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As New Jersey and New York probate attorneys, we can help guide you through the legal process of administering the estate of a loved one. The purpose of probate is to ensure that the deceased person’s debts are paid and that their assets are distributed according to their will or, if they did not have a will, according to state law.

Probate With a Will

The first step in the probate process is to determine if the deceased person had a will. And, if so, whether it will be approved by the court through a “simple probate” process or if it will require something more extensive, such as a motion or possibly a trial.

If there is a valid will, an executor, referred to as a personal representative in New Jersey, is appointed to administer the estate. This is done when a county surrogate’s court issues “letters testamentary” appointing them. The executor oversees carrying out the directions in the will, paying any outstanding debts of the estate, and any federal or state “death taxes.”

Serving as an executor can be complicated and time consuming. Depending on the circumstances, it could require reviewing and filing personal tax returns, filing estate and inheritance tax returns, accessing bank accounts, selling assets, making distributions, keeping detailed records on all of these transactions, and potentially providing an accounting when demanded, plus more. Because of this, it is always recommended that you appoint someone that you have trust and confidence in to handle this role.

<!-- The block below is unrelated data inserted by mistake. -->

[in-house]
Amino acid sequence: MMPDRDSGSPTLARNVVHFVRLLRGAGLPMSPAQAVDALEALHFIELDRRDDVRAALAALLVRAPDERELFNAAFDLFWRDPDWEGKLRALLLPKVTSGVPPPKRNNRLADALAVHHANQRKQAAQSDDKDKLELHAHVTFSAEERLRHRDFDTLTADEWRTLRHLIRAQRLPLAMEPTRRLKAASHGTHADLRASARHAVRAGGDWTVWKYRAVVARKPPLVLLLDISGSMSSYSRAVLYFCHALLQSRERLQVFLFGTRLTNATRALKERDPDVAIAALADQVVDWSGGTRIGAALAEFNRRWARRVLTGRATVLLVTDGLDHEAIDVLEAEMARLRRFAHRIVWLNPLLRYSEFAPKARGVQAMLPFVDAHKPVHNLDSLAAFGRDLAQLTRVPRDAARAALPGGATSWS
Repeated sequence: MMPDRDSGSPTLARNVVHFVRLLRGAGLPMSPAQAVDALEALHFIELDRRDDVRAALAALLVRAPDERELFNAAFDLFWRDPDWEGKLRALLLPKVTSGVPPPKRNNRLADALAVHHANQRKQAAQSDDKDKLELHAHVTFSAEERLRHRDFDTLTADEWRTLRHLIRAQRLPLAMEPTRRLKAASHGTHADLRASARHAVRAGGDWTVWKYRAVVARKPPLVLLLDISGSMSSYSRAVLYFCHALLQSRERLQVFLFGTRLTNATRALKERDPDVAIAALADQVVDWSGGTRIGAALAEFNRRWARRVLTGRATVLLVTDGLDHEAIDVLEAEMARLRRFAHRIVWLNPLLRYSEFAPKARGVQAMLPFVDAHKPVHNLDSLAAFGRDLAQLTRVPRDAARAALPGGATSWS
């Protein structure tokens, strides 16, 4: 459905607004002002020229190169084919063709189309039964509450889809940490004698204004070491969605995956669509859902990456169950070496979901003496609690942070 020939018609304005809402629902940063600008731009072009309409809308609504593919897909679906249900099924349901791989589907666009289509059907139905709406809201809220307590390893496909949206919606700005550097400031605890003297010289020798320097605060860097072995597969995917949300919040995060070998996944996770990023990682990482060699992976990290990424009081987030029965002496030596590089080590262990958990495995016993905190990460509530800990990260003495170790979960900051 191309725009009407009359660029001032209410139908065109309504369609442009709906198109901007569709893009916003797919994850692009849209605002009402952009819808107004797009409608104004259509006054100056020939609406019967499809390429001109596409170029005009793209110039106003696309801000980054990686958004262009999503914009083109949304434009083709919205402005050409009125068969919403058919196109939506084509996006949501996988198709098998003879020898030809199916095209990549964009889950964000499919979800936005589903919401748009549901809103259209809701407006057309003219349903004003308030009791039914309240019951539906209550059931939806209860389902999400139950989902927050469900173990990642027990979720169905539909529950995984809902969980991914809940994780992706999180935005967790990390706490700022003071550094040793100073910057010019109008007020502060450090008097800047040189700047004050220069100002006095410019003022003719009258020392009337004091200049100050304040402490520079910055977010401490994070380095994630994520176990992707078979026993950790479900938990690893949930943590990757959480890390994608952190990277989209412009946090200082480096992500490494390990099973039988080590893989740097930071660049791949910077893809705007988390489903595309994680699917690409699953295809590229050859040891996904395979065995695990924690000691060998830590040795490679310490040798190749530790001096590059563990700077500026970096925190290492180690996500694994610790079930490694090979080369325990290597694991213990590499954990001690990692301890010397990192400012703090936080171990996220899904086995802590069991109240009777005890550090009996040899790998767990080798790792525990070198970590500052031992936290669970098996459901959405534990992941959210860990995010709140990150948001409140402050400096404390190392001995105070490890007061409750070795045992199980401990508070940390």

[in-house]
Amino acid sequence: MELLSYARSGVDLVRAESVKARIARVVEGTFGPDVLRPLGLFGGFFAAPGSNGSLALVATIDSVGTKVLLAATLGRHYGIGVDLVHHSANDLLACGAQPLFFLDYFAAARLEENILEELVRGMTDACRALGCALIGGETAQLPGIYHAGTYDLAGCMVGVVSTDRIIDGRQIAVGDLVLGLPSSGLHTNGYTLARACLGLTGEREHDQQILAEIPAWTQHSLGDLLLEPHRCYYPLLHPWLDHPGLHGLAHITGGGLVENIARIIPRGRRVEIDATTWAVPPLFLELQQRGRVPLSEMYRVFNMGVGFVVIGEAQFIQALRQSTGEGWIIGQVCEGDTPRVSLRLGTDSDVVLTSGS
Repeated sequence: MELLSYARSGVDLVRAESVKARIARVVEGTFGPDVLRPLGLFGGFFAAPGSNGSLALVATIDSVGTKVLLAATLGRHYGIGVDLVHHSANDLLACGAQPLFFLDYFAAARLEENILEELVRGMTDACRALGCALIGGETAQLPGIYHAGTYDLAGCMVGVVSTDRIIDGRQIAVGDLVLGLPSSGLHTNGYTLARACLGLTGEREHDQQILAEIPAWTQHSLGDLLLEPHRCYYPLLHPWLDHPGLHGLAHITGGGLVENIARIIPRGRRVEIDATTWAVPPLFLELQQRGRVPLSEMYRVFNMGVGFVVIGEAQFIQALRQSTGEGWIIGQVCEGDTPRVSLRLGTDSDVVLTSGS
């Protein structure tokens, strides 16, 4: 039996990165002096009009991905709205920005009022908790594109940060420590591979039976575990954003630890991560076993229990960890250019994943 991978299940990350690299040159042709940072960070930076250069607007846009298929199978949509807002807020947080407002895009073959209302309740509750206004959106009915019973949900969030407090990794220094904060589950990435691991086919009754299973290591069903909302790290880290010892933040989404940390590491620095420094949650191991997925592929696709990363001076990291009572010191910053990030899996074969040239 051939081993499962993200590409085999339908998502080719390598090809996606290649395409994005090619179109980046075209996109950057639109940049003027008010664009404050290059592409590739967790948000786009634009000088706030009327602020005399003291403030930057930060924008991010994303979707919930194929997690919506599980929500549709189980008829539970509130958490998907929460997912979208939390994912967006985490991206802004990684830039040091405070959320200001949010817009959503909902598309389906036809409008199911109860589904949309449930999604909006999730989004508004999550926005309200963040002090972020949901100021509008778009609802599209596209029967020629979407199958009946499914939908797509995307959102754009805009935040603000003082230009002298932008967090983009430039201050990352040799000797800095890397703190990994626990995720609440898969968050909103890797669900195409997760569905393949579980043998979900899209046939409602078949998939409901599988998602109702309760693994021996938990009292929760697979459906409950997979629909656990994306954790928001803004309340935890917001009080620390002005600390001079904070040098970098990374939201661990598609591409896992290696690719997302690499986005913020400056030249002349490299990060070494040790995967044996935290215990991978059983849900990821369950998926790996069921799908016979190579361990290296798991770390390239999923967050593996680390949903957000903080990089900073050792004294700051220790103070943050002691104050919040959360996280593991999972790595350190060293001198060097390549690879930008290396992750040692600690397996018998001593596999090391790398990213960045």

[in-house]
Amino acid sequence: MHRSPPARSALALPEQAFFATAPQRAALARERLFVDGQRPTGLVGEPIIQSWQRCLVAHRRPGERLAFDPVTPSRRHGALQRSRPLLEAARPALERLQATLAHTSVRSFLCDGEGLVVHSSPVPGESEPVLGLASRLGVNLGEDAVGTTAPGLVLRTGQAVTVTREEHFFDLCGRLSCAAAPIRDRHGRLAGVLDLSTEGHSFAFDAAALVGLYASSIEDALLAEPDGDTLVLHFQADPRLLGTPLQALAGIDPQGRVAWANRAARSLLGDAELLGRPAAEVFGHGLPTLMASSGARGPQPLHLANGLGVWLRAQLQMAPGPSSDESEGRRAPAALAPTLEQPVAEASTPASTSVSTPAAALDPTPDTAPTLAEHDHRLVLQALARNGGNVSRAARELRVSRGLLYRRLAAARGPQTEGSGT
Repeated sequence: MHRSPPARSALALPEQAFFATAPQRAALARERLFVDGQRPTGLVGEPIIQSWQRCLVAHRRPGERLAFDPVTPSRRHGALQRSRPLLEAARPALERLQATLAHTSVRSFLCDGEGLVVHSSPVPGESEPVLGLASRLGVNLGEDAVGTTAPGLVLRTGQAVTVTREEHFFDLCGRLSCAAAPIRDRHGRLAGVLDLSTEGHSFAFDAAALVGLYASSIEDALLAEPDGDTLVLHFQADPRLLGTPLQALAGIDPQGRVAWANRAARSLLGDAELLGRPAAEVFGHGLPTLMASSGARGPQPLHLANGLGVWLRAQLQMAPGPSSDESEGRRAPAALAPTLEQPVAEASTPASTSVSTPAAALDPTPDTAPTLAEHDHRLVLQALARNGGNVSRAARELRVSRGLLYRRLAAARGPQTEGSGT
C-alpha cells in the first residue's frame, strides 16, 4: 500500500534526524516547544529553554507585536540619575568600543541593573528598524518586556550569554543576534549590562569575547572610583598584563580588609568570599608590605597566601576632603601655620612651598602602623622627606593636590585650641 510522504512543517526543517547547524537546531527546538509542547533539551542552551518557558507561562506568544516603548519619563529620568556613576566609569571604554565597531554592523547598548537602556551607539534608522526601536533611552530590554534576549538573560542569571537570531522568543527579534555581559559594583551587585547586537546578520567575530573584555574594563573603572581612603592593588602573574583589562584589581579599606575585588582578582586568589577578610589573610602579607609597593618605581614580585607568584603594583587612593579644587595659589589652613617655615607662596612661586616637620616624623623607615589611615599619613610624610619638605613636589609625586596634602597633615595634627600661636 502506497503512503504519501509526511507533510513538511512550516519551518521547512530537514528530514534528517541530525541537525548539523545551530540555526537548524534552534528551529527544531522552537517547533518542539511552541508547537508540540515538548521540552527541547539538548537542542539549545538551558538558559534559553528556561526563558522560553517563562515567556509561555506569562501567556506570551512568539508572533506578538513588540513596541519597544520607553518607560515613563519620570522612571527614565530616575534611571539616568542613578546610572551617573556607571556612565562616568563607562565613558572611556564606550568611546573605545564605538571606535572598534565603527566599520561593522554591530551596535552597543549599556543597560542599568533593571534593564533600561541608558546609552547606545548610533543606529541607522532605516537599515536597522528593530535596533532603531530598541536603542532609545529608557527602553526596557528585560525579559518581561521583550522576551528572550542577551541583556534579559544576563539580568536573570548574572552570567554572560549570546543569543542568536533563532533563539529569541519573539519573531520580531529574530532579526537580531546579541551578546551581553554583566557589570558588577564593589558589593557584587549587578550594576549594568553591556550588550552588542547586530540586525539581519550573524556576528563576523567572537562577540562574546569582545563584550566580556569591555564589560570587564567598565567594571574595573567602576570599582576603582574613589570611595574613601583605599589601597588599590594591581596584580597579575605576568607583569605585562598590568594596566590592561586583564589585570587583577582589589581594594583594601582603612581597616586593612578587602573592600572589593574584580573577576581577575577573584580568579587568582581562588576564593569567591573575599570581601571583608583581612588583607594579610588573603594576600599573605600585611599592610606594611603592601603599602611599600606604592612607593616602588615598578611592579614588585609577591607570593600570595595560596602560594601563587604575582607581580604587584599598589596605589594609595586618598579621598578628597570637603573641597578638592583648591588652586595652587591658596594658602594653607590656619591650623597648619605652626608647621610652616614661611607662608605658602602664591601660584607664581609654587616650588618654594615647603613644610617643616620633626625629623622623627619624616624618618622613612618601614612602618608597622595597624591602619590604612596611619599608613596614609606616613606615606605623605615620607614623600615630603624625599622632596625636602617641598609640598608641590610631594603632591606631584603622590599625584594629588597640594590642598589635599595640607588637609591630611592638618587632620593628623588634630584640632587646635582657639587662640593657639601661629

Probate Without a Will

If a person dies without a will, it is referred to as dying “intestate.” When this happens, the person’s assets will be distributed according to the laws of intestacy in New York or New Jersey. These laws outline how a person’s assets should be distributed by prioritizing certain relatives, such as a spouse and children, over others.

The probate process without a will is not entirely too different than dying with a will; however, it increases the likelihood of disagreement amongst potential candidates to handle the estate. These situations can become very contentious and incur expensive legal bills. For these reasons, it is best to have a will to make it clear to everyone who will handle your estate and how your assets will be distributed.

Regarding the distribution of assets, if the decedent was married and had children, the spouse will typically receive a portion of the assets, and the children will receive the remaining portion. If the decedent was not married and had no children, the assets will typically be distributed to the decedent’s parents or siblings. If the decedent had no living relatives, which is not common, the assets will typically go to the state.

In addition to these distributions, there are many other ways assets can be distributed according to the laws of New York or New Jersey. However, the most important point is that you do not want to state to dictate how your assets will be distributed so it is highly advisable to have a will or living trust. However, if you are dealing with a family member or other loved ones estate where there was no will, please reach out to The Chamberlain Law Firm at (201) 464-1011 or to discuss how we can help you.

Inheritance Taxes

In New Jersey, inheritance taxes can be imposed on the transfer of property from a deceased person to their heirs or beneficiaries. The tax is based on the relationship between the deceased person and the recipient, as well as the value of the property being inherited. Note: there are no inheritance taxes in New York.